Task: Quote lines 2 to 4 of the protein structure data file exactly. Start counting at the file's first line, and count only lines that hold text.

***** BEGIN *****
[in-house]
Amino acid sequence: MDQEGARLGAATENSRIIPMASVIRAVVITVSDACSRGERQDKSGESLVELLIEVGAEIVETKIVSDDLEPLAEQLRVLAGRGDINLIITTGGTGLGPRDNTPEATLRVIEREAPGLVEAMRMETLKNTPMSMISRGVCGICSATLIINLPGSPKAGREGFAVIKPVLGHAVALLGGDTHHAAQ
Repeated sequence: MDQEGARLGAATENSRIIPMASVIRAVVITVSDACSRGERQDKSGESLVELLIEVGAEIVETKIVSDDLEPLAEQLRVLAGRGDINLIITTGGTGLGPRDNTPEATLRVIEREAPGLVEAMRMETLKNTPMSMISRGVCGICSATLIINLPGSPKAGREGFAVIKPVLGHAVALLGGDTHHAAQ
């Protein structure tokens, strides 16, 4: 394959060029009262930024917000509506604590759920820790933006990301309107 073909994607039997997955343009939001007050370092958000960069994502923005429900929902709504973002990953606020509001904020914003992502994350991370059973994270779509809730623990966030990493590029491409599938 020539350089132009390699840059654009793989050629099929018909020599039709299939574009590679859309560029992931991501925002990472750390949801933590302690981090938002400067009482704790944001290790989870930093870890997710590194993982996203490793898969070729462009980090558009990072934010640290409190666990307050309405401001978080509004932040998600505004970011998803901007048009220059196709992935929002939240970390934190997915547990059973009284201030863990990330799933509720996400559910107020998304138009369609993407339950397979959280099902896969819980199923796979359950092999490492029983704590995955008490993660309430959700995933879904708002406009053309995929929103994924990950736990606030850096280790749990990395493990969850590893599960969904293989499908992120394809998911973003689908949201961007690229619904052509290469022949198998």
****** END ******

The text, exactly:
Amino acid sequence: MDQEGARLGAATENSRIIPMASVIRAVVITVSDACSRGERQDKSGESLVELLIEVGAEIVETKIVSDDLEPLAEQLRVLAGRGDINLIITTGGTGLGPRDNTPEATLRVIEREAPGLVEAMRMETLKNTPMSMISRGVCGICSATLIINLPGSPKAGREGFAVIKPVLGHAVALLGGDTHHAAQ
Repeated sequence: MDQEGARLGAATENSRIIPMASVIRAVVITVSDACSRGERQDKSGESLVELLIEVGAEIVETKIVSDDLEPLAEQLRVLAGRGDINLIITTGGTGLGPRDNTPEATLRVIEREAPGLVEAMRMETLKNTPMSMISRGVCGICSATLIINLPGSPKAGREGFAVIKPVLGHAVALLGGDTHHAAQ
């Protein structure tokens, strides 16, 4: 394959060029009262930024917000509506604590759920820790933006990301309107 073909994607039997997955343009939001007050370092958000960069994502923005429900929902709504973002990953606020509001904020914003992502994350991370059973994270779509809730623990966030990493590029491409599938 020539350089132009390699840059654009793989050629099929018909020599039709299939574009590679859309560029992931991501925002990472750390949801933590302690981090938002400067009482704790944001290790989870930093870890997710590194993982996203490793898969070729462009980090558009990072934010640290409190666990307050309405401001978080509004932040998600505004970011998803901007048009220059196709992935929002939240970390934190997915547990059973009284201030863990990330799933509720996400559910107020998304138009369609993407339950397979959280099902896969819980199923796979359950092999490492029983704590995955008490993660309430959700995933879904708002406009053309995929929103994924990950736990606030850096280790749990990395493990969850590893599960969904293989499908992120394809998911973003689908949201961007690229619904052509290469022949198998």